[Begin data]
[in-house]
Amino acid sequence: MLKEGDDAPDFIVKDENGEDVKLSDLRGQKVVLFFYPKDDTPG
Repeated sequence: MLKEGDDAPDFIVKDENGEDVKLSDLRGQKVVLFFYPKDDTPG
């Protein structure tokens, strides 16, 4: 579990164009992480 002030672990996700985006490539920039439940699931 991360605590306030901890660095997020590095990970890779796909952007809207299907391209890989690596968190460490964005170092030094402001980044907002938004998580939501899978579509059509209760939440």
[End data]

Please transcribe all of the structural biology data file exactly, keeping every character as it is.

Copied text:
[in-house]
Amino acid sequence: MLKEGDDAPDFIVKDENGEDVKLSDLRGQKVVLFFYPKDDTPG
Repeated sequence: MLKEGDDAPDFIVKDENGEDVKLSDLRGQKVVLFFYPKDDTPG
């Protein structure tokens, strides 16, 4: 579990164009992480 002030672990996700985006490539920039439940699931 991360605590306030901890660095997020590095990970890779796909952007809207299907391209890989690596968190460490964005170092030094402001980044907002938004998580939501899978579509059509209760939440």